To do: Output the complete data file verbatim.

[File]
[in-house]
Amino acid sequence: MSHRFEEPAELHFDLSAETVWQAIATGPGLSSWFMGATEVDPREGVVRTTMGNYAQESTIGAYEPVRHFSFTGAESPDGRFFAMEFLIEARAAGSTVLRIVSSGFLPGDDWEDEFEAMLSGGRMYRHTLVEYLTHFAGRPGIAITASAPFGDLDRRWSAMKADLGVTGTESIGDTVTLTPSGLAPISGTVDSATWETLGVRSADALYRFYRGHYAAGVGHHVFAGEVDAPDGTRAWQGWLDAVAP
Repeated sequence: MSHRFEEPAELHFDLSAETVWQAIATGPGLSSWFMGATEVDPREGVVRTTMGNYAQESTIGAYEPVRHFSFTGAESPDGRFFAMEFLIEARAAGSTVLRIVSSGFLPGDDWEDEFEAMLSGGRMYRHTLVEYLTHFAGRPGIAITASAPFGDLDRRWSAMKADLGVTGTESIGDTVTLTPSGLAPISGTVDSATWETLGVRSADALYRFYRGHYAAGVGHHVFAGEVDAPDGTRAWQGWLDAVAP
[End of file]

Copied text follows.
[in-house]
Amino acid sequence: MSHRFEEPAELHFDLSAETVWQAIATGPGLSSWFMGATEVDPREGVVRTTMGNYAQESTIGAYEPVRHFSFTGAESPDGRFFAMEFLIEARAAGSTVLRIVSSGFLPGDDWEDEFEAMLSGGRMYRHTLVEYLTHFAGRPGIAITASAPFGDLDRRWSAMKADLGVTGTESIGDTVTLTPSGLAPISGTVDSATWETLGVRSADALYRFYRGHYAAGVGHHVFAGEVDAPDGTRAWQGWLDAVAP
Repeated sequence: MSHRFEEPAELHFDLSAETVWQAIATGPGLSSWFMGATEVDPREGVVRTTMGNYAQESTIGAYEPVRHFSFTGAESPDGRFFAMEFLIEARAAGSTVLRIVSSGFLPGDDWEDEFEAMLSGGRMYRHTLVEYLTHFAGRPGIAITASAPFGDLDRRWSAMKADLGVTGTESIGDTVTLTPSGLAPISGTVDSATWETLGVRSADALYRFYRGHYAAGVGHHVFAGEVDAPDGTRAWQGWLDAVAP